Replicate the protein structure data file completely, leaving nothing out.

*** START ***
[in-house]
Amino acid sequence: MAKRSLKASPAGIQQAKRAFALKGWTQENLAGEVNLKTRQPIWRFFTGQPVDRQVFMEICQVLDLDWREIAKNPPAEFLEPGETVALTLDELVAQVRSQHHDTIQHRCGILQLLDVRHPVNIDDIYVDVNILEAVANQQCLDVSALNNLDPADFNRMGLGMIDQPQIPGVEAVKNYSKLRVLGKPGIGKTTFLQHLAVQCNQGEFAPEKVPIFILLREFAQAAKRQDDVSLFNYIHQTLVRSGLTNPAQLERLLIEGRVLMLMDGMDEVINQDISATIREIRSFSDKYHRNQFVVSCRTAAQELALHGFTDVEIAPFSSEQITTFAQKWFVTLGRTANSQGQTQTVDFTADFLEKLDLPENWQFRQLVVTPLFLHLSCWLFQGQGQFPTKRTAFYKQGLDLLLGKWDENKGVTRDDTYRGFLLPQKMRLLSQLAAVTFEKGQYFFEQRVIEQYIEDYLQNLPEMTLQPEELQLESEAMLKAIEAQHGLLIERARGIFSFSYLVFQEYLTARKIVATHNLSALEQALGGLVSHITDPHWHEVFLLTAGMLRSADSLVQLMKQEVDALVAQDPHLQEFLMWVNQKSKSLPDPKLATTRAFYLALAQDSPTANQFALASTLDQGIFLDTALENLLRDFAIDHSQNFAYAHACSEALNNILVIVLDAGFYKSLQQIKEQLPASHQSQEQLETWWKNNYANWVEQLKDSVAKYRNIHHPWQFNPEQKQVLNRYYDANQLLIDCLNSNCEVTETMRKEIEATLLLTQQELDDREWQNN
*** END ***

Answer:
[in-house]
Amino acid sequence: MAKRSLKASPAGIQQAKRAFALKGWTQENLAGEVNLKTRQPIWRFFTGQPVDRQVFMEICQVLDLDWREIAKNPPAEFLEPGETVALTLDELVAQVRSQHHDTIQHRCGILQLLDVRHPVNIDDIYVDVNILEAVANQQCLDVSALNNLDPADFNRMGLGMIDQPQIPGVEAVKNYSKLRVLGKPGIGKTTFLQHLAVQCNQGEFAPEKVPIFILLREFAQAAKRQDDVSLFNYIHQTLVRSGLTNPAQLERLLIEGRVLMLMDGMDEVINQDISATIREIRSFSDKYHRNQFVVSCRTAAQELALHGFTDVEIAPFSSEQITTFAQKWFVTLGRTANSQGQTQTVDFTADFLEKLDLPENWQFRQLVVTPLFLHLSCWLFQGQGQFPTKRTAFYKQGLDLLLGKWDENKGVTRDDTYRGFLLPQKMRLLSQLAAVTFEKGQYFFEQRVIEQYIEDYLQNLPEMTLQPEELQLESEAMLKAIEAQHGLLIERARGIFSFSYLVFQEYLTARKIVATHNLSALEQALGGLVSHITDPHWHEVFLLTAGMLRSADSLVQLMKQEVDALVAQDPHLQEFLMWVNQKSKSLPDPKLATTRAFYLALAQDSPTANQFALASTLDQGIFLDTALENLLRDFAIDHSQNFAYAHACSEALNNILVIVLDAGFYKSLQQIKEQLPASHQSQEQLETWWKNNYANWVEQLKDSVAKYRNIHHPWQFNPEQKQVLNRYYDANQLLIDCLNSNCEVTETMRKEIEATLLLTQQELDDREWQNN